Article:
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Jacobs, T.J. (1999). Countertransference Past And Present: A Review Of The Concept. Int. J. Psycho-Anal., 80(3):575-594.
(1999). International Journal of Psycho-Analysis, 80(3):575-594
Countertransference Past And Present: A Review Of The Concept
Theodore J. Jacobs
My purpose in this paper is to review the major trends and developments in the evolution of the concept of countertransference. I will do so from my own perspective; that is, from the viewpoint of one American analyst, trained in a classical institute, who has had a long-standing interest in this issue.
Although I will attempt to describe some of the questions and controversies that have surrounded the idea of countertransference as well as the viewpoints of many of those who have written on the subject, I will make no attempt to be all-inclusive. My effort, rather, will be to present an overview of a concept, long in the shadows, that has emerged as one of the issues most actively discussed and debated in psychoanalysis today.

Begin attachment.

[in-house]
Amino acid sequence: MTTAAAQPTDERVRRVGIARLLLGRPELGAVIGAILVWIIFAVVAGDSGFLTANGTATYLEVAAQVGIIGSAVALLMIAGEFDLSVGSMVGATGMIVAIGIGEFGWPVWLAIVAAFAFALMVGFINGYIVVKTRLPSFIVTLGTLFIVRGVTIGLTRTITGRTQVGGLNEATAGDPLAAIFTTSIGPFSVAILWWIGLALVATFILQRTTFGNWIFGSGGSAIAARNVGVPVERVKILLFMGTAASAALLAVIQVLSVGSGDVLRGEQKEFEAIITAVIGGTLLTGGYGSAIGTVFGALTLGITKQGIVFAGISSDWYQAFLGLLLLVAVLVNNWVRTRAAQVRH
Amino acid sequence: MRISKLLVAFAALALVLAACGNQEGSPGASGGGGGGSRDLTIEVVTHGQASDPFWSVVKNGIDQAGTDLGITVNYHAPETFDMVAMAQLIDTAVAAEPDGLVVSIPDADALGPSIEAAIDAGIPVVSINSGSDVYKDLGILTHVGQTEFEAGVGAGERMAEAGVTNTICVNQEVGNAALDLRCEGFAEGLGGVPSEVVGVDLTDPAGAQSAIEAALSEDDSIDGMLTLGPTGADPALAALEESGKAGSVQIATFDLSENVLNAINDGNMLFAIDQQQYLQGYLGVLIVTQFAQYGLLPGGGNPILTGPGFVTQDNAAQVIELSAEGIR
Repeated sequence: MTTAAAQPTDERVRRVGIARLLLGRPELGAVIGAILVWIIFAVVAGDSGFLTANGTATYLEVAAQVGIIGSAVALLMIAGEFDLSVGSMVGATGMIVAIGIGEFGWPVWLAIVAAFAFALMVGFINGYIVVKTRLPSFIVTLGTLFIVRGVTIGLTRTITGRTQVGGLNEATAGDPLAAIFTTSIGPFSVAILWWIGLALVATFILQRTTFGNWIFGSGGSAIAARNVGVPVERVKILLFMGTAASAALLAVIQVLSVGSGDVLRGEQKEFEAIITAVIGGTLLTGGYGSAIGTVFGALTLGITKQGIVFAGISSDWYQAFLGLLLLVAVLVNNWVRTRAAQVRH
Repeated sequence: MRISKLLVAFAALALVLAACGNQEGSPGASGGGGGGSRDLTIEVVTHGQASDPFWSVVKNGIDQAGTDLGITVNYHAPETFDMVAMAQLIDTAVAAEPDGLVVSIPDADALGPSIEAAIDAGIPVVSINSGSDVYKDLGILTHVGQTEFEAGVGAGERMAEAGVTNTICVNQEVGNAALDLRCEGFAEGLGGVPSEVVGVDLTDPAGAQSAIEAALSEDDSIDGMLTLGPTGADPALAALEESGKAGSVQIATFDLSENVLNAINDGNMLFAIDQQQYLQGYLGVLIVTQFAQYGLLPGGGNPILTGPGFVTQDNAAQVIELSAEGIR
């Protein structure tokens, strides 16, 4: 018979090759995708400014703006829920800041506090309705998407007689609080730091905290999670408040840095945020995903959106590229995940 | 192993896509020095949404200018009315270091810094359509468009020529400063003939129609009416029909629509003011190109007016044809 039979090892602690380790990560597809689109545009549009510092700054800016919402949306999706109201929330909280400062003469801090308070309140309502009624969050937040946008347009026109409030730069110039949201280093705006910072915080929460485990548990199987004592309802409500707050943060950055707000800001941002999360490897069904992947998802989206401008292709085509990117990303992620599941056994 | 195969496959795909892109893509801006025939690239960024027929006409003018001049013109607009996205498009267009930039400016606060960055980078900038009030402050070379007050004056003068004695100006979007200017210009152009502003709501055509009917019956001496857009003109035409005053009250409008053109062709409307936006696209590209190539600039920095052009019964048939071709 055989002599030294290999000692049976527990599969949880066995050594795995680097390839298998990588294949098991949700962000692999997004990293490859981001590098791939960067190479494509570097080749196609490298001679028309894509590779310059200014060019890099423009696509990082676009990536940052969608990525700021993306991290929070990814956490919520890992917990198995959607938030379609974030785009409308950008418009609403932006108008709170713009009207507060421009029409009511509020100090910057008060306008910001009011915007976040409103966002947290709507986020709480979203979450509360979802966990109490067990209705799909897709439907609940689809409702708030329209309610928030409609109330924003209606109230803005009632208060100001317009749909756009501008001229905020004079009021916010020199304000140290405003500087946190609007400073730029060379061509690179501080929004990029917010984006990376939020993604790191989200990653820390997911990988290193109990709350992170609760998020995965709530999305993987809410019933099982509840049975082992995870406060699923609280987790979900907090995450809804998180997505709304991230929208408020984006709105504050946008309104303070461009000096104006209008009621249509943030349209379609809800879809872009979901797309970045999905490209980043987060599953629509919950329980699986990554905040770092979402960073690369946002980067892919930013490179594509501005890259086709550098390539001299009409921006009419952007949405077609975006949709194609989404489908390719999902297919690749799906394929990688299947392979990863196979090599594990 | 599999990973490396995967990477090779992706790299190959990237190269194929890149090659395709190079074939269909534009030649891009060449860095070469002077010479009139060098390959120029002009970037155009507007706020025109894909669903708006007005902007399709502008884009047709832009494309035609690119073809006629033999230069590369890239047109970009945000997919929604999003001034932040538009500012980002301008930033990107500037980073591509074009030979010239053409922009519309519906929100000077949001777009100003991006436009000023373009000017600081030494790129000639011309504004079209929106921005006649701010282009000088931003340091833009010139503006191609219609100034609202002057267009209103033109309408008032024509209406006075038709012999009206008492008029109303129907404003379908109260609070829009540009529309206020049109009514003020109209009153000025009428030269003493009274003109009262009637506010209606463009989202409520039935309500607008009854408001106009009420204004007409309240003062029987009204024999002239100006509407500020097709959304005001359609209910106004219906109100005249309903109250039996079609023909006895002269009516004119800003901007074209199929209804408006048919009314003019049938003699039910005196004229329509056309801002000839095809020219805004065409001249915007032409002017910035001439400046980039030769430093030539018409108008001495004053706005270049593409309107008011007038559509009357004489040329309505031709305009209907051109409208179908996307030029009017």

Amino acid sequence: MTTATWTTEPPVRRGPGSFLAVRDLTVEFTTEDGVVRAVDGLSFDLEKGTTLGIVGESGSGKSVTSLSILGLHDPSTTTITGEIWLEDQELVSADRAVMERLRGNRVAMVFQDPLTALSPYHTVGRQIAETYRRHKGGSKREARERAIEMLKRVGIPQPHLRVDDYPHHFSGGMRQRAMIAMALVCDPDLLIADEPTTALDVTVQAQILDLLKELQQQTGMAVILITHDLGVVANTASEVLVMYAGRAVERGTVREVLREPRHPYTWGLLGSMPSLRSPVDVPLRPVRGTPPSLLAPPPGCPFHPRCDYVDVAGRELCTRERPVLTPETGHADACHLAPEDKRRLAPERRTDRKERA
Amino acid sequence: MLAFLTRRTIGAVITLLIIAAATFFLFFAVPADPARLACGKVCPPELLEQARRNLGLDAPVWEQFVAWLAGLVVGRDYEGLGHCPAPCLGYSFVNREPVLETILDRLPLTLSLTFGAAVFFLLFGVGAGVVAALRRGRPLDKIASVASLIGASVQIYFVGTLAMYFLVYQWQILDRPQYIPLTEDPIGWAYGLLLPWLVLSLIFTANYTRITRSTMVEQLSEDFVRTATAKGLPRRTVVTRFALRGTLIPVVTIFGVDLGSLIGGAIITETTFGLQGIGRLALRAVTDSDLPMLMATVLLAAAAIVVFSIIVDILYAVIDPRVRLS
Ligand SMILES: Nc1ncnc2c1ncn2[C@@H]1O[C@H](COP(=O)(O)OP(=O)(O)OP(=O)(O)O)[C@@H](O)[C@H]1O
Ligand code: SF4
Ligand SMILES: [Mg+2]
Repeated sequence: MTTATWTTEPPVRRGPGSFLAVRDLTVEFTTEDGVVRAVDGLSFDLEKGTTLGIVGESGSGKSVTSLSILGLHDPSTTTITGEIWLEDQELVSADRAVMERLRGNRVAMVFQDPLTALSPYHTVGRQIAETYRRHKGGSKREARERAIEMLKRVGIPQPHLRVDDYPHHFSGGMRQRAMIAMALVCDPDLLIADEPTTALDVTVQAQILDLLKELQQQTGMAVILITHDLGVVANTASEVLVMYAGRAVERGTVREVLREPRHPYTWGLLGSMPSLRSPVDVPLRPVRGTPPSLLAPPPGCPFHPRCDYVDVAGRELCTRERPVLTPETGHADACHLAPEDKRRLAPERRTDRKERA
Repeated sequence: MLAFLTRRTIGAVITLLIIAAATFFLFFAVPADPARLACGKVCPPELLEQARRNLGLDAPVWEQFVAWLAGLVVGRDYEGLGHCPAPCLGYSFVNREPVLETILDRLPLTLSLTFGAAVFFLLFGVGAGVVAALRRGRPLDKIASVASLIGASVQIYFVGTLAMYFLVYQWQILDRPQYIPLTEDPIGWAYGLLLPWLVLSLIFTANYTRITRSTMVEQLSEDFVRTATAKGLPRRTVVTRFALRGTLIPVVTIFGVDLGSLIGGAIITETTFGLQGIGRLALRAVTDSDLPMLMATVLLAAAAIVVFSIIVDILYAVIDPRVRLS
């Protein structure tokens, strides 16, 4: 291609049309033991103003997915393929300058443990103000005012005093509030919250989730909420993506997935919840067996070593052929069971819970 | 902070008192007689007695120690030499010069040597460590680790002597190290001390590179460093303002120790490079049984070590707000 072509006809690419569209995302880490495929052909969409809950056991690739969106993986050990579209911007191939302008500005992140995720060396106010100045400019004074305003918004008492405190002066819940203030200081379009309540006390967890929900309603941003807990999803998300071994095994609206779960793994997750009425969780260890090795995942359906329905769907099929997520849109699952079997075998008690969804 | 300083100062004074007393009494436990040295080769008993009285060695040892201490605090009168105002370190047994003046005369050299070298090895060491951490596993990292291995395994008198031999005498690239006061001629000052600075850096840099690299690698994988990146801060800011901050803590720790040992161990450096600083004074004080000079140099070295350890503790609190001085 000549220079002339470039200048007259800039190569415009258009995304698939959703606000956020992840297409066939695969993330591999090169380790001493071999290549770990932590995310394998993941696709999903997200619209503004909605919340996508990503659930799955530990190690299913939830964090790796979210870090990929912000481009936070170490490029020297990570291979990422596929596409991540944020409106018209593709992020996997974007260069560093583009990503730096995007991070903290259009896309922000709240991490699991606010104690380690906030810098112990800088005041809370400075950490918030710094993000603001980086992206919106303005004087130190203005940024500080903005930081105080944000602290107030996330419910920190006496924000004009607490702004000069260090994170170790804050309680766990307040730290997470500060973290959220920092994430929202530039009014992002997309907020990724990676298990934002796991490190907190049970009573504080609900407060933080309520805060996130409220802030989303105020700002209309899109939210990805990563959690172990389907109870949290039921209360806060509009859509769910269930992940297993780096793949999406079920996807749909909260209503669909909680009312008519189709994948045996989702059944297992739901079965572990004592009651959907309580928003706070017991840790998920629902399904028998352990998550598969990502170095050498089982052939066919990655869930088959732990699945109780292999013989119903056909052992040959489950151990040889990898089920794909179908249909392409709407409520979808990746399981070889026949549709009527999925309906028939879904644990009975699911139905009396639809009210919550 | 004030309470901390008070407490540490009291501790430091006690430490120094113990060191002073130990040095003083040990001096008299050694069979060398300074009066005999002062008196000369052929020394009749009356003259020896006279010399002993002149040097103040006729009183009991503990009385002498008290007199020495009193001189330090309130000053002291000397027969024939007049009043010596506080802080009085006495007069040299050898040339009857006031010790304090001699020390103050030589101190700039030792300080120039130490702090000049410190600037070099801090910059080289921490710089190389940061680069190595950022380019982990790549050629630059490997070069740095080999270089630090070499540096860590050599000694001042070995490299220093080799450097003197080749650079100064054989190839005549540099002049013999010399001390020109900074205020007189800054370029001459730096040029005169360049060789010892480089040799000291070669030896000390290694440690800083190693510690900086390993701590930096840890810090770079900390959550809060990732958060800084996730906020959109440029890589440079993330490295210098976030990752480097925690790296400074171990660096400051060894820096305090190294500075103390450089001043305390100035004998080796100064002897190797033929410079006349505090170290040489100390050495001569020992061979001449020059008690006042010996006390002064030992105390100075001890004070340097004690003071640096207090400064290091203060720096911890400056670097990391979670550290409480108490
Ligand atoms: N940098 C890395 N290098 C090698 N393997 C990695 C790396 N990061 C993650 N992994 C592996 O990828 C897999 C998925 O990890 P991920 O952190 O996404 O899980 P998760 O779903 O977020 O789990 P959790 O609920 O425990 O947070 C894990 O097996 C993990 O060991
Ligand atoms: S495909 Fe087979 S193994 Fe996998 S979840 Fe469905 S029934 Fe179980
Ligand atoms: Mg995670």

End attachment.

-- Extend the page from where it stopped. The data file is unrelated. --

Looking back on the final decades of the twentieth century, in fact, future historians of psychoanalysis may well designate this period the countertransference years; for in this time few concepts in our field have gained as much attention, have been as widely explored and written about, and have been the subject of as much controversy as has the question of countertransference and its role in the analytic process. Certainly in America, but also, to a considerable extent worldwide, countertransference and the closely related issues of inter-subjectivity, enactments, self-analysis and the question of neutrality have taken centre stage as matters with which contemporary analysts are much preoccupied.
One could say, then, of countertransference, that it is a concept whose time has come; or perhaps more accurately, that it is a concept that, like the proverbial groundhog, has emerged into the sunlight when the conditions were right after having previously poked its head into the air, tested the weather, and retreated below ground.
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